Better to bend than break
The fourth installment in our investing in health series. We previously talked about diet, exercise, and sleep.
Stress, (and its cousin, mental illness) has a wide variety of causes. Some of the time you can make improvements to your physical situation (diet, exercise, and sleep) and thus make things better. If in doubt, try this first.
I used to go running when I felt down as a teenager. At the time it seemed to help a lot.
Then there is relationships. Keeping in touch with people and being around supportive friends is even more important when you are living in a foreign culture. Fortunately the internet has made it much easier to keep in touch, albeit with the risk of replacing in-person relationships with online ones.
Being deliberate with who you spend time with is really important. Some people make your life better, some are neutral, and some make it worse. I recommend cutting ties with the latter, and seeking out the former.
Another factor is autonomy and control. Do you get to choose what you work on, when you work, who you work with, when to take time off, what you do in your free time? if not, can you make any changes to increase the amount of control in your life?
For me, I am happy to work all day on something I decided to do, but things I am assigned seldom hold my interest in the same way.
Do you have a commute? Is it unpleasant? Can you move closer to work, or find a way of improving it?
I used to take the train to work, but I hate being crammed in with lots of other people. Then I started cycling in along a busy main road. Finally I found a route along a river and through parks. I would say my commute is about 10% as unpleasant as it used to be, and I'm getting exercise to boot.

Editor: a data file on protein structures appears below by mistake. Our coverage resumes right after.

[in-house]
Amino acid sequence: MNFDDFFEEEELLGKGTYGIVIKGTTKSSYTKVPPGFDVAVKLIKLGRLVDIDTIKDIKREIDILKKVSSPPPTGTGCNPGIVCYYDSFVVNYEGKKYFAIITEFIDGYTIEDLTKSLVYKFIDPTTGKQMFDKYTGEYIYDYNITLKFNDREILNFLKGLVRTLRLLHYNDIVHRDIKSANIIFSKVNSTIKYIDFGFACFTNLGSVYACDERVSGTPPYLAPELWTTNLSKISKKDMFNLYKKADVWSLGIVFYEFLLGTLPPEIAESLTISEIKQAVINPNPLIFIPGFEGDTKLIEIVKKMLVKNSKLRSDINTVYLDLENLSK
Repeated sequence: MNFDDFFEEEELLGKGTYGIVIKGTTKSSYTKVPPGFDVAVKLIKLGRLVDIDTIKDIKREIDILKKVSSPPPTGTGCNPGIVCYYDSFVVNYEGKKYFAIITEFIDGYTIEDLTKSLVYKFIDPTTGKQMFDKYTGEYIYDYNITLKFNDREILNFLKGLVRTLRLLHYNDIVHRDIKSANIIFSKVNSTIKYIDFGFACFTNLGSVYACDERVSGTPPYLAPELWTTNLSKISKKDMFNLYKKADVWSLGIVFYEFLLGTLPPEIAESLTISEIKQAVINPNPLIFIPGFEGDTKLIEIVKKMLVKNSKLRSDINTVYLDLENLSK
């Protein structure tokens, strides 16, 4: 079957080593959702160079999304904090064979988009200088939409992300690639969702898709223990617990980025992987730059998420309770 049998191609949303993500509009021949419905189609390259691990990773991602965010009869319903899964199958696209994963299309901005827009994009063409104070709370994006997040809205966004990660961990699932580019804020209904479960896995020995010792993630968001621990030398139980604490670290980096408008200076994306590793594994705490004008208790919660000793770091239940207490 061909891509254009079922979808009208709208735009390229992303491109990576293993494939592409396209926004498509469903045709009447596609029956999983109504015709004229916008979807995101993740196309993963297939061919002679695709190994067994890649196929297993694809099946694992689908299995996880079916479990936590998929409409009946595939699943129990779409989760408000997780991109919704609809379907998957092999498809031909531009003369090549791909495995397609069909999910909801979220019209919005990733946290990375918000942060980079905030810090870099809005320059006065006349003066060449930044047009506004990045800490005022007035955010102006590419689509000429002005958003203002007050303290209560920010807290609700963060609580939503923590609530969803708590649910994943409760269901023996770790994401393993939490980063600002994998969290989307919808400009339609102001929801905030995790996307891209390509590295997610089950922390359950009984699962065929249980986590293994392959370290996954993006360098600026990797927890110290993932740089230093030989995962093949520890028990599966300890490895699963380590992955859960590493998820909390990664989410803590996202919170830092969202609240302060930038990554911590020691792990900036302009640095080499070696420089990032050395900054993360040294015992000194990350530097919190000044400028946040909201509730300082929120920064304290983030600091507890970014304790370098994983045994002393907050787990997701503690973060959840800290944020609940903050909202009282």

Finally, you can change your attitude. In many ways we determine our reality. Viktor Frankl's book describes how he could find joy while imprisoned in a death camp.
Stoic philosophy seems to be popular with personal finance enthusiasts. The stoics focus on things they can control, ie their thoughts and actions, and try not to worry about other developments. It can be a very powerful frame of mind.
Unfortunately it can be quite difficult to find professional help in Japan if you need counselling or medical support but there is information available online. Often groups or practitioners overseas are able to help and can also be an option.
And this is the end of our series investing in health. Personally although I need to work on my diet, exercise, sleep, recently I have been putting a lot of thought into my mental health. Taking control of my work and time, choosing who to spend time with, changing my physical environment, all seem to yield huge benefits.
How about you? Any tips to reduce stress?